Tens of thousands of blue-collar workers were added to unemployment rolls and prison count sheets.
This more nuanced understanding of the economic and social roles of the U.S. prison system in part explains why numerous studies have demonstrated that the U.S. mass incarceration era did not follow from "crime" in the neat and logical sequences offered by the discourses that insist on the justice of imprisonment, but rather incarceration is linked to the agendas of politicians, the profit drive of corporations, and media representations of crime.
It is against the backdrop of this more broad understanding of the rise of mass incarceration that we should pursue its dismantling. Thus, aside from minimizing, through various strategies, the kinds of behaviors that will bring people into contact with the police and justice systems, there is the questions of what to do about white supremacy, profit driven criminal justice policies, and how to foster insights and understandings which might relieve the need to act out frustrations in personal and self-destructive ways?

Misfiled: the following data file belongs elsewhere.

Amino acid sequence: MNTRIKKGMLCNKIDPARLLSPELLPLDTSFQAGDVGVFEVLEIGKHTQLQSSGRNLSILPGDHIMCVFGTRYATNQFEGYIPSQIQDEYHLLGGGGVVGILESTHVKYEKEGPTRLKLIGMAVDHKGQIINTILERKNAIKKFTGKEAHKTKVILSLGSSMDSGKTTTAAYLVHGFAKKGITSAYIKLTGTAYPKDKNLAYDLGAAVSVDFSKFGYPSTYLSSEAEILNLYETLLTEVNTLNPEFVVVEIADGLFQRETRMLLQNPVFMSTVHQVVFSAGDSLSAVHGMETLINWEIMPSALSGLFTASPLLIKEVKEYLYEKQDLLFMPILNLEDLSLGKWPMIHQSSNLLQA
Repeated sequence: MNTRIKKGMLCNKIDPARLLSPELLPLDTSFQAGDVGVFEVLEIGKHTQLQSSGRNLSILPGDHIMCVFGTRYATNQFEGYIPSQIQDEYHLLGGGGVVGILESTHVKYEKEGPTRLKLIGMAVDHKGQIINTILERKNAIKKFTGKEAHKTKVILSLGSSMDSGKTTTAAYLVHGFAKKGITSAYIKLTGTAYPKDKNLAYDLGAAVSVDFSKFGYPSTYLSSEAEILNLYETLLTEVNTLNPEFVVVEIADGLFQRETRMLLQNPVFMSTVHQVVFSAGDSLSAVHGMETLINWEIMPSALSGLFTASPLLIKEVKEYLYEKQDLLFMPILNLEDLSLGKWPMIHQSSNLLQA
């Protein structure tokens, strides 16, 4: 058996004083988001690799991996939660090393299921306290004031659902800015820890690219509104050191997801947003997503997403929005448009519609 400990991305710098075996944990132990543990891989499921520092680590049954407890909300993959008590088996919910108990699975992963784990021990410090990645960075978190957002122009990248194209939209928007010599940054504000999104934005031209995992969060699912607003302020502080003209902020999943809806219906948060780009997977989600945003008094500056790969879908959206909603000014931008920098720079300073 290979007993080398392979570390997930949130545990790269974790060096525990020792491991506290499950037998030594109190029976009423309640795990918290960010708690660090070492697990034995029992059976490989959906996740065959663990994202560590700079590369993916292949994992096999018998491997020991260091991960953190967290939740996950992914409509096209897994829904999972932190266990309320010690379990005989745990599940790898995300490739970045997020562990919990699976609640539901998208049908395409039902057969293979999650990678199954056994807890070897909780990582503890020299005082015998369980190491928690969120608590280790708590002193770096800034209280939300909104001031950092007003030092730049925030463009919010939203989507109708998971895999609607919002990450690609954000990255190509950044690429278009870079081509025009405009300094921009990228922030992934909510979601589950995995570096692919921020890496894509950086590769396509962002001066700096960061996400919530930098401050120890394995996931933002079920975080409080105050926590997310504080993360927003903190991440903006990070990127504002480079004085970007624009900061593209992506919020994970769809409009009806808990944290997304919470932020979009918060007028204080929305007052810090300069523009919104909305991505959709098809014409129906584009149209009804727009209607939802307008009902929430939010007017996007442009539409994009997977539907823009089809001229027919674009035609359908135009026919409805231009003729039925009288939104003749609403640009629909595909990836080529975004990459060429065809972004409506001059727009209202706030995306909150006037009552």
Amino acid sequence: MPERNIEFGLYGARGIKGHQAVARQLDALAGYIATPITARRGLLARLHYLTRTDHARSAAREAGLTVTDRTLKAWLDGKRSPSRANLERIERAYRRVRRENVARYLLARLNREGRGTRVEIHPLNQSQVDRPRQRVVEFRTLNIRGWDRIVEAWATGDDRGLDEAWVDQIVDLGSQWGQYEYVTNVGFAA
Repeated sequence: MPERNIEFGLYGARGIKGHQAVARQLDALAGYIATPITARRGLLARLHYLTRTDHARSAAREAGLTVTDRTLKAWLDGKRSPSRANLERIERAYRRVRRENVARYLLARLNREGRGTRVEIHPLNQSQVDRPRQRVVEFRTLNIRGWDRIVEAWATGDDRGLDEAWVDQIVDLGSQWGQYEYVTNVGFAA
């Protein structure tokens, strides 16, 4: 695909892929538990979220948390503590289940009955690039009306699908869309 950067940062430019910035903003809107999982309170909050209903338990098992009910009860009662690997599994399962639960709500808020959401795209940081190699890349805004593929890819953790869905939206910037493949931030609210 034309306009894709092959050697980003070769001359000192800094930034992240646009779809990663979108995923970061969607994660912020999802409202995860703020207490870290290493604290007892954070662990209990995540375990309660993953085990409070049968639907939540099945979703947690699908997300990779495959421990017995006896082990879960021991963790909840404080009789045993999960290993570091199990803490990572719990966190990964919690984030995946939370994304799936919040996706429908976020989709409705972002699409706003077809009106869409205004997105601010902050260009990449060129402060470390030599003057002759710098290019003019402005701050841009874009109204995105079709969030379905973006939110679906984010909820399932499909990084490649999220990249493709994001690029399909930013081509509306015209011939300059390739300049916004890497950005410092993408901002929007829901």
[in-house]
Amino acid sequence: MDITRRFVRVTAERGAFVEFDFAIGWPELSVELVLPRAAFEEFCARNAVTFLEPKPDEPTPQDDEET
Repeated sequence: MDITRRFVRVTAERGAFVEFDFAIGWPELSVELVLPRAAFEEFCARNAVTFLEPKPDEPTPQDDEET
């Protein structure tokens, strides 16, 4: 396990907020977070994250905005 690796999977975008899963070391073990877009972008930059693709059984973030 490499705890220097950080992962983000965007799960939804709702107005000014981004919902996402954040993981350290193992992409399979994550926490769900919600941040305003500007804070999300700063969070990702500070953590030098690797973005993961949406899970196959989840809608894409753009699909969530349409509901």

If we shift our attention from mass incarceration as a mistake of misguided policy, to the set of relationships that comprise what is commonly referred to as the prison industrial complex, it may be easier to think of ways to decarcerate, and ultimately abolish prisons. In other words, a more complicated framework may yield more options than if we simply accept the dominant narrative.
If you are working on an APWA-related project, please let us know how you plan to utilize the Archive. We hope to share information about your work with our readers and, whenever possible, with relevant APWA authors.
APWA is an open access archive. We encourage use of the writings for research, course planning, and projects engaged in examination of the criminal legal system. Reproduction of essays in their entirety infringes on author copyright without their explicit consent from the writers. Please contact us if you plan to reproduce entire essays; we will do our best to put you in contact with the authors for consent, and their compensation for any project that is profit making.